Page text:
Lost Low Back Curve: Why Too Little or Too Much Curve May be Causing Back Pain

By Chris Centeno, MD /

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The body is intricately and precisely designed, and every structure has a purpose. The spine may be the most important structure in our body for without it our bodies would flop around like a rag doll, unsupported, and our delicate bundle of nerves that connects our central nervous system to the rest of our body would be unprotected. When you think of a support structure, you might envision a house beam or a post, with straight, solid, immovable columns, but the spinal column is built for movement and balance, to distribute our weight, and to withstand a variety of forces, and as such, it has natural, opposing curves. These curves can become compromised via a variety of issues, such as an injury, disc problems, arthritis, normal wear and tear, excessive forces, fusion surgery, and so on. This can lead to lost low back curve, which can cause back pain.

Today I’m going to explain how balancing the psoas muscle and the quadratus lumborum (QL) muscle can help with too little or too much curve in the back and ease back pain. Be sure to watch the video above as the images I walk you through there will aid in your understanding of the anatomy as you read through this post.

The Structure of Spine

There are 24 vertebrae, or backbones, that form the foundation of the spinal structure. These vertebrae stack one on top of the other, and the spinal column stretches from the neck to the lower back. Between each vertebra lives a disc, and the each vertebra meets the next in the back at the facet joint. The spinal cord lives inside the canal that runs through the center of the vertebral column. This cord is a big bundle of nerves, and it transmits feeling and directs our muscles. The column is held together by ligaments, and it is all kept stable by a series of muscles called multifidus.

The Psoas and the Quadratus Lumborum

Psoas and quadratus lumborum may sound a bit like words used in a potion spell straight out of Hogwarts, but they are muscles that connect our spine to our ilium (the large upper part of the pelvis bone). The muscles start at the spine in the rib area and stretch all the way down to the hip, connecting at various points along the way. There is a front, or anterior, muscle—the psoas; there is also a back, or posterior, muscle—the quadratus lumborum. So, basically, these muscles provide front-back balance for each other, like guide-wires holding up a sailboat mast.

Lost Low Back Curve: The Importance of Balancing the Psoas and Quadratus Lumborum

There is an image in the video that shows a side-view slice of the spine. In it, you can see these two muscles, the psoas coming up at the anterior of the spine, and the QL coming up at the posterior of the spine. You can see that if one is weak or in spasm, we’re going to have different things happen to the spine, depending on which muscle it is. If we have the back muscle (QL) weak or in spasm and pulling too much, that’s going to decrease the back and neck curve and lead to more pressure on the discs. If we have the front muscle (psoas) weak or in spasm and pulling too much, that’s going to increase that curve and put more pressure on the facet joint.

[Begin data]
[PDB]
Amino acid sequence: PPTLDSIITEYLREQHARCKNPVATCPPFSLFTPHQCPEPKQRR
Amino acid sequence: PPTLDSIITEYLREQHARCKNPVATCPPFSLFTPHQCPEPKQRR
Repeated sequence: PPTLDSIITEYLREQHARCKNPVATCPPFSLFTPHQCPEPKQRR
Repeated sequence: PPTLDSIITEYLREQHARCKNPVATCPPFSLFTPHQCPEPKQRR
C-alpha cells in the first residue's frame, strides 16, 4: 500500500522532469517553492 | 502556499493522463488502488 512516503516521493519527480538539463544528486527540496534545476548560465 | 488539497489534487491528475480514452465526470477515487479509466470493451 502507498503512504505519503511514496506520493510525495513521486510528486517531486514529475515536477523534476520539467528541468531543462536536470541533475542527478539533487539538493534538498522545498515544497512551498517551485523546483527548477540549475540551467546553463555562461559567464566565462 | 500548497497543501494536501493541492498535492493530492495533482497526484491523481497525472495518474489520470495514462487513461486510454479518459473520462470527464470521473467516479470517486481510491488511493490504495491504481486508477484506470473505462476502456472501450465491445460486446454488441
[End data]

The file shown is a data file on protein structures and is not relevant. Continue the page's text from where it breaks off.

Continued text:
Since lost low back curve is a major factor in back pain, there are a number of ways you can balance the psoas and QL. If you have too little curve, you need to strengthen the psoas muscle or see if there is a pinched nerve making the psoas weak. If you have too much curve, you need to strengthen the QL muscle or see if there is a pinched nerve making the QL weak. In both cases, the following treatments may be able to address weaknesses and spasms in either muscle:

  • Massage
  • Myofascial release
  • Rolfing
  • Trigger point dry needling
  • Platelet rich plasma injections

If you aren’t sure if you have a curve issue in your spine, review my post at this link on bad back posture to help you figure it out.

The upshot? The opposing curves in the spine are there for mobility, balance, and support. Limiting or stopping mobility or straightening segments of the spine should never be a go-to solution for back pain as this disrupts the precise purpose of the spine. This can only lead to a domino effect of problems down the line, so if lost low back curve, meaning too little or too much curve in your spine is causing your back pain, strengthen your psoas and QL muscles, and look at treatments that will support your natural spinal curves.

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2 thoughts on “Lost Low Back Curve: Why Too Little or Too Much Curve May be Causing Back Pain

  1. Eve mcardle

    I have 4bulging discs in lumbar spine muscles are weak as nerves are compressed how do you strengthen the muscles when the nerves are compressed? I don’t understand if you could please explain

    1. Regenexx Team

      Hi Eve,
      Treatment is customized to the specific issue and specific patient and both issues, as well as other relevent issues, are treated. These will help explain: https://regenexx.com/blog/spinal-stenosis-surgery-alternatives-stem-cells-or-prp/ and https://regenexx.com/blog/treating-the-whole-spine-with-orthobiologics/ and https://regenexx.com/blog/can-you-get-rid-of-a-cervical-disc-bulge-with-an-injection-of-bone-marrow-stem-cells/ If you’d like to see if you would be a Candidate, please submit the Candidate form here: https://regenexx.com/conditions-treated/spine/

Chris Centeno, MD

Regenexx Founder

Chris Centeno, MD is a specialist in regenerative medicine and the new field of Interventional Orthopedics. Centeno pioneered orthopedic stem cell procedures in 2005 and is responsible for a large amount of the published research on stem cell use for orthopedic applications.
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